Forum Replies Created
I have loads of recipes here on Humblebee & Me that use this ingredient—it’s one of my favourites! Have you tried using the search function on this website?
I agree—it’s impossible to get that colour with those ingredients. There’s no brown in that picture, and there’s a ton of brown in red iron oxide. The fact that the image displayed is obviously just a digital rendering makes me extra doubtful about the accuracy of the colour.
Oooh, I’m really interested in this as well! I would bet that taking their classes would only ever be a good thing, it’s just a matter of the cost, and whether or not you would want to take additional courses to get to where you want to be.
I attended a free webinar with Formulate Natural Cosmetics last weekend. It might be worth giving them a “like” and checking them out, too. She definitely wasn’t using all crunchy ingredients (stuff like modified cationic guar gum), but was still calling everything “natural”.
You’re a machine, Cynn!
Inertia—You were getting caught by the spam filter because you submitted about 25 posts in a matter of minutes. I’ve approved them all now but I think there is a lot of duplicated content now.
Agggggg I just typed out a big comment and lost it. NOoooooooo.
Key points: Not all silicones are the same, some are light and evaporate quickly, some are heavier, and they all have different purposes.
Also, Susan has written lots about why she loves silicone for frizzy hair—for the same reason Belinda doesn’t like it!
What Penny has suggested sounds a lot like the super black pigment that TKB used to sell; it’s a super lovely cool, rich black thanks to the blue ultramarine!
Ooooooh! New toys 😍 I still haven’t got into my sepimax even though I’ve had it for over a month… shame. Perhaps I’ll have some time over the next few days as Lottie is under mostly crate arrest as she just got fixed. Poor lady.
You’ll need to melt the magnesium stearate over direct heat—I’m pretty sure all the instructions in the book say so, due to the melting point being too high for a water bath.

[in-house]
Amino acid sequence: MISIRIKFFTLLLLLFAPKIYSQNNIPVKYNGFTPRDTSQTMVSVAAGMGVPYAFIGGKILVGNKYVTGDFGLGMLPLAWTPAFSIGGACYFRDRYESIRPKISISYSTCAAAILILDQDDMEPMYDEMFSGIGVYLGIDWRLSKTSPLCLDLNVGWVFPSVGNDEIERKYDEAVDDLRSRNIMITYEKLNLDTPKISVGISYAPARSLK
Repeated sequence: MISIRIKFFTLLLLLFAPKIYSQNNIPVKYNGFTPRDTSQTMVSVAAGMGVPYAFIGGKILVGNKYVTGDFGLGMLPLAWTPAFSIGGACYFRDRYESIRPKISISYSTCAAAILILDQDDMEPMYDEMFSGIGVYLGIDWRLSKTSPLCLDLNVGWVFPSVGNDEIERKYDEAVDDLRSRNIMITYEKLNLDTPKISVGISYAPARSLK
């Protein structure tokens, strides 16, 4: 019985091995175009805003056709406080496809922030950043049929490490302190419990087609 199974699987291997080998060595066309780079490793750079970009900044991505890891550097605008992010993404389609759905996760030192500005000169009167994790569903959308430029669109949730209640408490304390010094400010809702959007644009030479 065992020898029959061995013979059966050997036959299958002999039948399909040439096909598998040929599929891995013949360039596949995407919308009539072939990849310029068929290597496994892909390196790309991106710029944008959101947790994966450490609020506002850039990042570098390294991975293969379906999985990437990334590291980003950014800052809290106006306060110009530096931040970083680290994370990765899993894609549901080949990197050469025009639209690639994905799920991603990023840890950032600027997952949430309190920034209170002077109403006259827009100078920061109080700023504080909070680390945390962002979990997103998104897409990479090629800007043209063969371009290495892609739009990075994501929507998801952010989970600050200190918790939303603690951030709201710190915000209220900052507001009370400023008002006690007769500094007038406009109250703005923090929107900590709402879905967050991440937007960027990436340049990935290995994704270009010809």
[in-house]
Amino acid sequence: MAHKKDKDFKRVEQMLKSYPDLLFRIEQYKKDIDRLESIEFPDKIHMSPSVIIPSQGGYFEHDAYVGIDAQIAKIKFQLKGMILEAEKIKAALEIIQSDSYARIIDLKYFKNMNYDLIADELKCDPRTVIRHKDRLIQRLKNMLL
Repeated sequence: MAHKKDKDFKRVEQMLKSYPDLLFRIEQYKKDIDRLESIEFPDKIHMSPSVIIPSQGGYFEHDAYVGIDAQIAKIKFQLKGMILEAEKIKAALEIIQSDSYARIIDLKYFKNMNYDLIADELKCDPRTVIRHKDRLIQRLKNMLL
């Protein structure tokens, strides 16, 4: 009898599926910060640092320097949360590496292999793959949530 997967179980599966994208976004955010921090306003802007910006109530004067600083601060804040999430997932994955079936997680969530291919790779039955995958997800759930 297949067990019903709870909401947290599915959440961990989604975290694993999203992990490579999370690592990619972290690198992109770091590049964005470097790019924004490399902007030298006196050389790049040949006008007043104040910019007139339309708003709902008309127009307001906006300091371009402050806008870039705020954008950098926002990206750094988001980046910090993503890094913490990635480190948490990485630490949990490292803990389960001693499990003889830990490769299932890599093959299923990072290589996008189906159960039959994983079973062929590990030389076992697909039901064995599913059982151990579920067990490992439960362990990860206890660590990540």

The best way to go about it is mash it up with some liquid oil to break up the clumps before starting, and then melt it over low, direct heat; then add the wax and lower the temperature (as beeswax discolours at temperatures high enough to melt magnesium stearate—it’s purely cosmetic, but avoidable). You can definitely melt everything together all at once if you’re not fussy about the base being a bit darker 🙂
OOooh geez haha. That’s… that’s the kind of person who thinks they can live without chemicals.
This basically just looks like lotion to me; the only primer-ish ingredients are the starch and silica, which will both help mattify your complexion. Silica can also be drying if over-used (which is likely why it’s so far down the ingredients list; I’d guess it’s used at 1-2%, if not less). The vitamin C is a nice notion, but would be hard to include in a stable and effective manner at home.
I’m also quite concerned that this product appears to be completely unreserved despite containing tons of bug food, and I have no idea how they are emulsifying it as it contains no emulsifiers, just thickeners (the wax and Hydroxyethylcellulose).
So, yeah… basically, this formula baffles me. Without trying it I have no way of knowing if it actually works as a primer, but there’s a couple red flags in terms of safety and stability from looking at the ingredients list. Hmm.
Hmm. This is slightly off-topic, but another reader reported she tried swapping the baking soda in one of my deo recipes for diatomaceous earth, and with great results! Perhaps give that a go?
This is fantastic! Thank you so much, Sarah!
Lordy, I am currently resisting the urge to pull my hair out. It’s not worth it, it’s not worth it… 😛